St. Photius clearly showed that this was a common belief of the Fathers and the Ecumenical councils when he wrote "It was openly preached as doctrine by the Seven Holy Councils - the Second, that the Spirit proceeds from the Father, to be followed by the Third, confirmed by the Fourth, also agreed on by the Fifth, also preached by the Sixth, and was sealed with the bright struggle of the Seventh" [PG 102, 285AB]
The decisions of all these Councils were accepted by the Pope of Rome who either took part himself, or by representation. All Seven Ecumenical Councils held the common belief that the Son is begotten eternally from the Father, whereas the Spirit proceeds eternally from the Father.
Particular note may be made of the Fourth Ecumenical Council in Chalcedon where the representatives of Pope Leo I chaired the proceedings. All its decisions were accepted by the Pope of Rome.

We can see forerunners of the Filioque in the writings of Tertullian and Origen. Although their works are often admirable both have been condemned as heretics by the Church. Origen called the Holy Spirit the "most honourable creation of God" whereas in other places he seems to contradict this and says that the Holy Spirit is not a creature.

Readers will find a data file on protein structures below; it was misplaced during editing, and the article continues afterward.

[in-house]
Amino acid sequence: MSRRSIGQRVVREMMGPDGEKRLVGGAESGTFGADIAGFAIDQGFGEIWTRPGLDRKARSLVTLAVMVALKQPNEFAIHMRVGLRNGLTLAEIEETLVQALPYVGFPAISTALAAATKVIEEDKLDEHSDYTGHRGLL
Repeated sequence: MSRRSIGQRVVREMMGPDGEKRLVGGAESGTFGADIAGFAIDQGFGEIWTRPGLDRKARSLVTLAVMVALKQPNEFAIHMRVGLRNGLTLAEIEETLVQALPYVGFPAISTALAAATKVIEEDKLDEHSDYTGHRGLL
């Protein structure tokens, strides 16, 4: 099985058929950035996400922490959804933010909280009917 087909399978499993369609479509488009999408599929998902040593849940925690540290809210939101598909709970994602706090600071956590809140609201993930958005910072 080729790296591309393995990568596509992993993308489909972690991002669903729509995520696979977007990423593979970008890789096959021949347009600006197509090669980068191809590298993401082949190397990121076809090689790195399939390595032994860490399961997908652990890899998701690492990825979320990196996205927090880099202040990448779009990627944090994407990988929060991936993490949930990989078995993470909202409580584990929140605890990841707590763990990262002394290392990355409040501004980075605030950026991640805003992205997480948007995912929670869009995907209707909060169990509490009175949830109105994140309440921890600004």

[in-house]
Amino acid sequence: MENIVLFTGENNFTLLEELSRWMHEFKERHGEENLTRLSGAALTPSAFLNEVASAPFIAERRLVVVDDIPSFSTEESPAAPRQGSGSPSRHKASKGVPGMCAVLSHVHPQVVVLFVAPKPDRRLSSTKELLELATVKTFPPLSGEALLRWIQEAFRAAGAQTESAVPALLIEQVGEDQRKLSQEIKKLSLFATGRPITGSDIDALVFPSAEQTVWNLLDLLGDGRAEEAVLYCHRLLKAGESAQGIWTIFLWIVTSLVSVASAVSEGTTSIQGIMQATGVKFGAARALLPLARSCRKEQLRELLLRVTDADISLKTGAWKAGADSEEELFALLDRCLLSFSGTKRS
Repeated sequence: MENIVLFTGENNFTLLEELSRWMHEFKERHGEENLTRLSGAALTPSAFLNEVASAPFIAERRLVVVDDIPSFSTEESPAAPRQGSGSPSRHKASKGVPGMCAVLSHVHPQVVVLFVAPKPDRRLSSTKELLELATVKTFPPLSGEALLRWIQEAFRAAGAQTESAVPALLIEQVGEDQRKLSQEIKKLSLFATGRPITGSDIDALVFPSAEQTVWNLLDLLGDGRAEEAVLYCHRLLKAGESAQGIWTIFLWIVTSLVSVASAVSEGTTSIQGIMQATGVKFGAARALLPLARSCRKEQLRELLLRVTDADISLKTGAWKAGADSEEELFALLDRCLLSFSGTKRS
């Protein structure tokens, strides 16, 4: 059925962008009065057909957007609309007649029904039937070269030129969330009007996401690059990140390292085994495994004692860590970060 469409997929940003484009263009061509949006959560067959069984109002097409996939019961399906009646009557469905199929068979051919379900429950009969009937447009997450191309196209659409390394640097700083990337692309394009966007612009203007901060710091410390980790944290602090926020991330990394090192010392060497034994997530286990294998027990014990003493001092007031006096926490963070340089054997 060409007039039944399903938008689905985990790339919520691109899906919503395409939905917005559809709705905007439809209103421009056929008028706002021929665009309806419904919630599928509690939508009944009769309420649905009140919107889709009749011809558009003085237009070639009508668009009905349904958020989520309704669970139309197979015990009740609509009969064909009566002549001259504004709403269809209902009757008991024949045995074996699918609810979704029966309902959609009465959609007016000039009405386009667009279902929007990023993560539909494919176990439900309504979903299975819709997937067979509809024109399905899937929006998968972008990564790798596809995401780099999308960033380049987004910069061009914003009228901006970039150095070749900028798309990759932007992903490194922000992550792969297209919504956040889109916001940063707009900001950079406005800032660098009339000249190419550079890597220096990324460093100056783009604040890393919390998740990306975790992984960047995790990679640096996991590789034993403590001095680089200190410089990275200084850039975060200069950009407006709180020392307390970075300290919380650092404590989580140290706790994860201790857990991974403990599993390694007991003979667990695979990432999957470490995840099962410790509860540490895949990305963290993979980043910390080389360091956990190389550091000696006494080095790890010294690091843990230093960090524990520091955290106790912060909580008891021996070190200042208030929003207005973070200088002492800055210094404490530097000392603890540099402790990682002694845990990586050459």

We can also find the expression "et filio" in St. Ambrose. However, it is quite evident that St. Ambrose is not talking about eternal procession of the Spirit, but rather Its mission in time. This is a clear distinction that has to be made.

The real champion of the Filoque must be Augustine. However, even he makes a distinction by saying that he did not want to accept two principles, but only one. This creates more problems than it solves. Either the Son is or is not the principle or source of origin of the Holy Spirit. Augustine's acceptance of the term Filioque leads to some illogical reasoning. If we accept that the Spirit proceeds both from the Father and from the Son as from one principle, then we change the Persons of "God the Father" and "God the Son" into a nonsensical Unity and the characteristic of an independent Person is taken away from the Holy Spirit, who would no longer move freely within the Church in complete agreement with the Father and the Son.